I DID THIS MIXED MEDIUM painting from a magazine cover nearly twenty years ago. I was drawn to the child’s facial expression and the season it suggests. I used Watercolor, Acrylic and Ink. We display it each Christmas season.
I chose it for this week’s Thought—Exemplar. It suggests a reflection on childhood and what, for a child, was an exciting time—Christmas!
SOMETIMES I THINK ‘time travel’ could be a handy tool. We could take our ‘smart phones’ to interview people about their day-to-day lives. One of my interview questions, for followers of Jesus in the first and second century, would be: “In such a hostile environment, how did you carry out Jesus’ strategy in Matthew 28:18-20?” Rome and Judaism, for different reasons, dominated the culture where Christianity exploded, without resorting to their kind of power. How did they actually implement ‘the great commission’ of Matthew 28—make disciples?
Our next best resource is written records they left behind. “The Letter to Diognetus, dating from approximately 125AD, is the earliest example we have of an “apology,” a document defending the Christian faith addressed to a non-Christian. Its author is anonymous and the “Diognetus” to whom it is addressed is also unknown. This brief but wonderful document is so close to the time of the Apostles that it is reckoned as falling within the category of the “Apostolic Fathers.”—Wickipedia. I believe it answers the ‘How’ in my question.
The Letter to Diognetus
“FOR THE CHRISTIANS are distinguished from other men neither by country, nor language, nor the customs which they observe. For they neither inhabit cities of their own, nor employ a peculiar form of speech, nor lead a life which is marked out by any singularity. The course of conduct which they follow has not been devised by any speculation or deliberation of inquisitive men; nor do they, like some, proclaim themselves the advocates of any merely human doctrines. But, inhabiting Greek as well as barbarian cities, according as the lot of each of them has determined, and following the customs of the natives in respect to clothing, food, and the rest of their ordinary conduct, they display to us their wonderful and confessedly striking method of life. They dwell in their own countries, but simply as sojourners. As citizens, they share in all things with others, and yet endure all things as if foreigners. Every foreign land is to them as their native country, and every land of their birth as a land of strangers. They marry, as do all [others]; they beget children; but they do not destroy their offspring. They have a common table, but not a common bed. They are in the flesh, but they do not live after the flesh. They pass their days on earth, but they are citizens of heaven. They obey the prescribed laws, and at the same time surpass the laws by their lives. They love all men and are persecuted by all. They are unknown and condemned; they are put to death and restored to life. They are poor yet make many rich; they are in lack of all things, and yet abound in all; they are dishonored, and yet in their very dishonor are glorified. They are evil spoken of, and yet are justified; they are reviled, and bless; they are insulted, and repay the insult with honor; they do good yet are punished as evil doers. When punished, they rejoice as if quickened into life; they are assailed by the Jews as foreigners and are persecuted by the Greeks; yet those who hate them are unable to assign any reason for their hatred.”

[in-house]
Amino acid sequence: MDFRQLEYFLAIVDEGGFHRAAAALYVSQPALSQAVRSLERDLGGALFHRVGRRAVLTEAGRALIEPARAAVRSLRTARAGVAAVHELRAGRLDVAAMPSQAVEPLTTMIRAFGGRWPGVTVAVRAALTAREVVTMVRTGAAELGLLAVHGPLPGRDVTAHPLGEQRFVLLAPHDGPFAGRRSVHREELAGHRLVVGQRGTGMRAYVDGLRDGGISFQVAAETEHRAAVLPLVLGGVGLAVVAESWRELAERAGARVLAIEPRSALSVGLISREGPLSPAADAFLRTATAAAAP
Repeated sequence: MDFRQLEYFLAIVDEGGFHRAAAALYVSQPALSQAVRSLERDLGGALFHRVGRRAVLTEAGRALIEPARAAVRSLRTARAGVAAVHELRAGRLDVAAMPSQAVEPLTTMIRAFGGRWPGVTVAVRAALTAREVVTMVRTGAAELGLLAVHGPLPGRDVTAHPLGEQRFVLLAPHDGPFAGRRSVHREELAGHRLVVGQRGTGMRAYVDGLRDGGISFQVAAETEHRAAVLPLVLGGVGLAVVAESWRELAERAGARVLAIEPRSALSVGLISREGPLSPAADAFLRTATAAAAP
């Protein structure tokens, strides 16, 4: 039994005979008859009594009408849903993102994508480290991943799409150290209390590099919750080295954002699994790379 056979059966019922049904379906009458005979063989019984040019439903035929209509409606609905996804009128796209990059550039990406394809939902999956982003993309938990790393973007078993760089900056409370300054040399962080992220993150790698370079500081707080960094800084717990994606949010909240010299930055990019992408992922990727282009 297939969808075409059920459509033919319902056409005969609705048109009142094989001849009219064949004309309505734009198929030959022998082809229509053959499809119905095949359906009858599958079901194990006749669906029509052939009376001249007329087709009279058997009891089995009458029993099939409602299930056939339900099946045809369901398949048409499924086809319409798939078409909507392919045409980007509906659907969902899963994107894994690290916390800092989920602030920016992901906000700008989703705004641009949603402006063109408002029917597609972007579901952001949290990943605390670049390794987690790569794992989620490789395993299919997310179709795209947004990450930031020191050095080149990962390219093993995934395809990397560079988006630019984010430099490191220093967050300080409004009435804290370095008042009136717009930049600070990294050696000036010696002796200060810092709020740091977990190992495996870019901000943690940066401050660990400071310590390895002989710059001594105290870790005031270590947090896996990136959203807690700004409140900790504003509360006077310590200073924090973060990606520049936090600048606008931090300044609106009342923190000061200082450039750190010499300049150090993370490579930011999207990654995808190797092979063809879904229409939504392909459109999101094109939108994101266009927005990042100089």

How Did They Do It?
A GOOD PHRASE to describe what this observer saw firsthand, comes from James D. Hunter— ‘faithful presence’. They were undeniably ‘present’ in their world, not normally hidden and out of site. They were ‘faithful’: fully committed to living as disciples—followers of Jesus—at home, in assemblies, occupations, communities and world.
Their power to transform was not like the Roman or Jewish leadership. I think yeast (a microscopic fungus consisting of single oval cells that reproduce by budding) illustrates what took place. It is the supernatural power of the Holy Spirit ‘budding’ through the followers of Jesus as they went about normal life that resulted in the explosion and spread of the ‘good news’ of God’s true love and peace in the first and second century. Political power would have failed.
This is what the Lord Almighty, the God of Israel, says to all those I carried into exile from Jerusalem to Babylon: 5 “Build houses and settle down; plant gardens and eat what they produce. 6 Marry and have sons and daughters; find wives for your sons and give your daughters in marriage, so that they too may have sons and daughters. Increase in number there; do not decrease. 7 Also, seek the peace and prosperity of the city to which I have carried you into exile. Pray to the Lord for it, because if it prospers, you too will prosper.” Jeremiah 29:4-7
 CHAP. V.–THE MANNERS OF THE CHRISTIANS.